A Sea of Salmon and Smiles


We love you. I can't tell you how much Osa, Osito, myself and the rest of the Cow by Bear gang appreciate your support in our little dining experience experiment. It's grown to a point I never imagined when we first opened up in my apartment, and you are to thank for that. There's nearly 10,000(!) on the receiving end of this Bear's Necessities newsletter now, and we're so grateful to have you as part of our Bear family. 

This is the time of year I always find myself thinking about my favorite cousin Ricoand how we tragically lost him during the great 'Salmon Stall of '94.' When I shared his story last year, a frequent guest and Cub Club member made an incredibly kind gesture by making a donation to the Salmon Defense Fund in cousin Rico's name (thanks Steph!). I was very touched and vowed to do what I could to help the salmon and keep cousin Rico's spirit alive. Salmon are such an integral part of bear life, and you may be surprised how vital they are to the entire ecosystem.

We'll be donating $1 for every ticket sold in both San Diego and Seattle from now until Labor Day to the Salmon Defense Fund in honor of cousin Rico. We've added many summer dates in both locations, so take a look at the up-to-date calendar at cowbybear.com and come spend an evening with us! 

Upcoming openings are:

San Diego: Saturday June 2 / Wednesday June 13 / Sunday June 17 / Saturday June 23  / Wednesday June 27 / Thursday June 28 / Saturday July 7

Seattle: Saturday June 2 / Thursday June 14 / Thursday June 28 / Saturday June 30 / Saturday July 7 / Friday July 20

Bear TV

Those who know me know me as a pretty bashful bear. I politely decline most media requests, simply because I'm often unsure of what to say and what to do with my hands. One of my New Year's resolutions was to overcome this fear by saying "Yes" more.

I recently appeared on two TV segments that you can check out below. The first documents a Cow by Bear dinner, and the second is a cooking segment where I make my favorite new menu item, the Sea of Smiles. It's a loose take on a classic Thai dish, khanom jeen, and I've provided the recipe below. I actually had a lot of fun and think maybe I'll even keep saying "Yes" more often!

Sea of Smiles

Sea of Smiles (Feeds 4)

1 package thin rice noodles
8 large fresh prawns, marinated
4 c coconut broth*
2 c pineapple broth*
2 c pickled mustard seed*
4 tbsp crispy shallots*
4 tbsp thinly sliced scallions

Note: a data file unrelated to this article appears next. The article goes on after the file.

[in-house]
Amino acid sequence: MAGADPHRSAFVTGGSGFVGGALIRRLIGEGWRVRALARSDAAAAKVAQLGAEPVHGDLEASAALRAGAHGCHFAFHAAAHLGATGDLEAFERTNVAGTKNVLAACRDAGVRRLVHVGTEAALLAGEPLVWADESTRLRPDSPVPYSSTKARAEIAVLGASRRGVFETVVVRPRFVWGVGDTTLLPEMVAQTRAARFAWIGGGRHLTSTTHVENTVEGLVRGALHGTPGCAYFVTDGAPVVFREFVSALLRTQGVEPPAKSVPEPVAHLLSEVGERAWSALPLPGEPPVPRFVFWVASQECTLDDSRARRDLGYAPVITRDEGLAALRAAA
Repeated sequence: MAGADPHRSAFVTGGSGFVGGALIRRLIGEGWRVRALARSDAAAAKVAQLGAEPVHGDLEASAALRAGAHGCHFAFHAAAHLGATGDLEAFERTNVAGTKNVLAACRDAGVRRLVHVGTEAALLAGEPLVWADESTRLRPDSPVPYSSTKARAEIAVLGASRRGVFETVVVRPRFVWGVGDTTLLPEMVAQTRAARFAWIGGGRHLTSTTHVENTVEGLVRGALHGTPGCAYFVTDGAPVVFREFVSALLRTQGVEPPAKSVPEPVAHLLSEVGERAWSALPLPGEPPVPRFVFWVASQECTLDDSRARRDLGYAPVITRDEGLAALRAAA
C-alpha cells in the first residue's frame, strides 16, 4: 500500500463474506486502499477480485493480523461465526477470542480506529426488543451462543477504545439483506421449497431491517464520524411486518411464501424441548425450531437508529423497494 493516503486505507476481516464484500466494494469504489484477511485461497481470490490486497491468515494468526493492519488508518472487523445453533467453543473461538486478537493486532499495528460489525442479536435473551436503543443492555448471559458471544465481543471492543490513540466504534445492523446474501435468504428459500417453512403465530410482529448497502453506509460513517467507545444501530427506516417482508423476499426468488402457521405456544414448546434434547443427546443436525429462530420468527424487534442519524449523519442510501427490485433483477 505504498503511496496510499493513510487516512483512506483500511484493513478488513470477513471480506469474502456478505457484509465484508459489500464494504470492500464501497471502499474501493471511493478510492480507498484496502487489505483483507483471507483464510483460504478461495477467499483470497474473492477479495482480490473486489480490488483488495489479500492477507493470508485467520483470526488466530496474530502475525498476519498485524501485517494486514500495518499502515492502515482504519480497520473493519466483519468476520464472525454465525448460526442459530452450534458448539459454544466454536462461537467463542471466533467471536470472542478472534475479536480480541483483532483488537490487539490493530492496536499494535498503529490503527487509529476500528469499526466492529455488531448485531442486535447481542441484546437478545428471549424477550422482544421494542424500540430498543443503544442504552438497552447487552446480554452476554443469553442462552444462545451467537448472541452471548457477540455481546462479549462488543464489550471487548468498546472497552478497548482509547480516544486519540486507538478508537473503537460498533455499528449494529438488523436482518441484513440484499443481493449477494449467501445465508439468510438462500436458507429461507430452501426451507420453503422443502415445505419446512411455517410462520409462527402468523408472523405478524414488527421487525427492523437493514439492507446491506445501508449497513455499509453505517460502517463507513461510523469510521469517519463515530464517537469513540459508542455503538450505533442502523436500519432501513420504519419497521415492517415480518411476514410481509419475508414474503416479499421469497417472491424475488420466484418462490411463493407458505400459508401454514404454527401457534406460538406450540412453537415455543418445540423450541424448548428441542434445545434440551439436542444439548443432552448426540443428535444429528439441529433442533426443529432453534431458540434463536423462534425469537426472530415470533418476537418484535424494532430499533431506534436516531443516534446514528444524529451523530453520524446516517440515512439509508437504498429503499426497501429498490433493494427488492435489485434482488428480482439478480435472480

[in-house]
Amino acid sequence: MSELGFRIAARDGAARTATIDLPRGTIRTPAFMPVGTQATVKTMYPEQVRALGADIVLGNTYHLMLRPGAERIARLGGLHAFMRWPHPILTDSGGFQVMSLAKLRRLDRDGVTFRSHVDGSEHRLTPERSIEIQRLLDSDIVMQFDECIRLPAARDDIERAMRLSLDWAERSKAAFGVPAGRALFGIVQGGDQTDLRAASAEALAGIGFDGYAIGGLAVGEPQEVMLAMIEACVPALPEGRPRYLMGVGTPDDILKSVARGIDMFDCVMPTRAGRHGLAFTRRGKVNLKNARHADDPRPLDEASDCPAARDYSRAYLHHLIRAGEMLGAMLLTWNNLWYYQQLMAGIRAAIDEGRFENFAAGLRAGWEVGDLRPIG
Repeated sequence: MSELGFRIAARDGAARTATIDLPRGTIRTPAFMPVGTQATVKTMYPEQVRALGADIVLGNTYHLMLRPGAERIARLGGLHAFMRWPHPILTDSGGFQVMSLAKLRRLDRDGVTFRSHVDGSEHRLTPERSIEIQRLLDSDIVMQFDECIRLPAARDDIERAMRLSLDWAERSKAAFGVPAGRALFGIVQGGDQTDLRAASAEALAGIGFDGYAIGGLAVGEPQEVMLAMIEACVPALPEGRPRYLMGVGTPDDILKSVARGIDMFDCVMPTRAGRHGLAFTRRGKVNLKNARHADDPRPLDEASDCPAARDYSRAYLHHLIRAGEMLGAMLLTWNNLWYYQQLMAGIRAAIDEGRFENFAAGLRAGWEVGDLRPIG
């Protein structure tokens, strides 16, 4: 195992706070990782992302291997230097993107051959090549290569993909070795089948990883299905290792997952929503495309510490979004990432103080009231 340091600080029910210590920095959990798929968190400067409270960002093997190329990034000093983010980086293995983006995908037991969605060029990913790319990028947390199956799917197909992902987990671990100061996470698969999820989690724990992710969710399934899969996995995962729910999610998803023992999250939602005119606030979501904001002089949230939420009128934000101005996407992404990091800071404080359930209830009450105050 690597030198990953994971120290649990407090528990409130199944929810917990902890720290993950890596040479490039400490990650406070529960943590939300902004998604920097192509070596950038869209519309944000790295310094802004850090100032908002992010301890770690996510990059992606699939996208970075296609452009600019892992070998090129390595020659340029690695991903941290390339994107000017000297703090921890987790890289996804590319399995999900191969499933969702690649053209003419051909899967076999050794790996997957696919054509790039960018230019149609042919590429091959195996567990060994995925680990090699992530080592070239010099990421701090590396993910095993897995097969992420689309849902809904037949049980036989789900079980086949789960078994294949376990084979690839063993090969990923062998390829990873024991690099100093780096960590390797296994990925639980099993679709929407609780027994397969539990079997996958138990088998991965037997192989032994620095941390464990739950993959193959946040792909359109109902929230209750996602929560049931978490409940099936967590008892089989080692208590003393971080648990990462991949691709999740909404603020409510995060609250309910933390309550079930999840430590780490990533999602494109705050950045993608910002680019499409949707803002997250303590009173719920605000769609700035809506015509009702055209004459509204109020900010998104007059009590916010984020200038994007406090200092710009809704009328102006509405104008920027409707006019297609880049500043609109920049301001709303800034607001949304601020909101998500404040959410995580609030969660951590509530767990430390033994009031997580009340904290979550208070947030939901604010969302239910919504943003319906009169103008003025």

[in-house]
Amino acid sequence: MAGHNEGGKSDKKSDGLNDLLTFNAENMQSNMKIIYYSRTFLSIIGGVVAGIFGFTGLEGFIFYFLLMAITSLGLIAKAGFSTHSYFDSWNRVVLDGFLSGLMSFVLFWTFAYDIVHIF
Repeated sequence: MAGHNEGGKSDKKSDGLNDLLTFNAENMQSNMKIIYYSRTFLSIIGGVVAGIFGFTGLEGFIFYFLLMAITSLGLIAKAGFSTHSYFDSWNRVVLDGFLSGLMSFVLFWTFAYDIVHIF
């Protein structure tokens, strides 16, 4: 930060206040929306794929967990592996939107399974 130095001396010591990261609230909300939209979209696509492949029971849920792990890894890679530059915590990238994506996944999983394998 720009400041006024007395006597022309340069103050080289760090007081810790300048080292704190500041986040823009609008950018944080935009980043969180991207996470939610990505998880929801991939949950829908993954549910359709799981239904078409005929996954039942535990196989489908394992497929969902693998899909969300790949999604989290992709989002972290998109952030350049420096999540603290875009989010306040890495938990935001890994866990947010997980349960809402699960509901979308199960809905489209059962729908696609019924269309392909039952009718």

4 tbsp thinly sliced thai chilis
1 lime, half juiced half cut into wedges

for the coconut broth
2 cans coconut milk
1 tbsp palm sugar
1 tsp salt
1 inch ginger, sliced
2 cloves garlic
1 stalk lemongrass, smashed and chopped
2 lime leaves

for the pineapple broth
4 cups pineapple juice
1 tbsp fish sauce
3 tbsp white sugar

for the pickled mustard seed
4 tbsp mustard seed
3 c rice wine vinegar
1 c sugar
1 c water

crispy shallots
2 c raw, very thinly sliced shallots
4 c canola oil

For this dish you'll want to start with the crispy shallots so you'll have the reserve oil to marinate the prawns with, and the pickled mustard seed as it needs a couple hours.

pickled mustard seed:
1. Combine the vinegar, sugar and water in a sauce pan. Put mustard seeds in a jar or other heatproof container.
2. Bring vinegar mix to a boil for 10 seconds, then pour over mustard seeds.
3. Refrigerate for at least two hours (overnight is best).

crispy shallots:
1. Cut the shallots using a mandolin or crazy sharp knife and slice as thin as possible.
2. Put the room temperature canola oil and the shallots into a pan on the stovetop.
3. Turn the heat on high and continually stir the shallots, gently, in the oil.
4. The shallots will first bubble off all water content and then fry, about 8-10 minutes. Keep stirring or else they'll be unevenly cooked and/or burn. You will want to fry them until you think they are just underdone, pale golden in color, because they will continue to cook out of the oil.
5. Take the shallots out and spread them on paper towels in as thin of a layer as possible, and salt them liberally. 
6. Let cool and they're ready. Make sure to reserve the oil in the pan to marinate the prawns.

prawn marinade:
1. Marinate the prawns with the lime juice and reserve shallot oil, at least two hours before cooking.

coconut broth:
1. Simmer the coconut milk, palm sugar, salt, sliced ginger, garlic, smashed/chopped lemongrass and lime leaves all together for about 60 minutes on a very gentle simmer. You don't want to reduce the broth, just let all the flavors get to know each other. Strain and set aside for later.

pineapple broth:
1. Combine the pineapple juice, fish sauce and white sugar and reduce by half. Cool in the refrigerator until use.

Sea of Smiles:
1. Cook the thin rice noodles al dente, coiled into nests, and cool.
2.  Heat the coconut broth over low heat in a pan so it's ready to go.
3. Remove prawns from the marinade, salt liberally, and sauté on each side on high heat until orange and cooked through, about 6-7 minutes.
4. To assemble, place a nest of rice noodles in a bowl. Arrange 1 tbsp each of chilis, scallions, pickled mustard seeds and lime wedge in their own little sections next to the noodles. Pour one cup of the hot coconut broth over the noodles. Then place two prawns on top of the noodles. Finish with a small spoonful of the pineapple broth and a pinch of the crispy shallots.
5. Serve immediately and enjoy!

Oh Osito!


Happy May Day humans! I’m pawsitively stoked about our going ons at Cow by Bear. We've rolled out new Spring menus in both San Diego and Seattle and I think it's some of the best food we've ever served.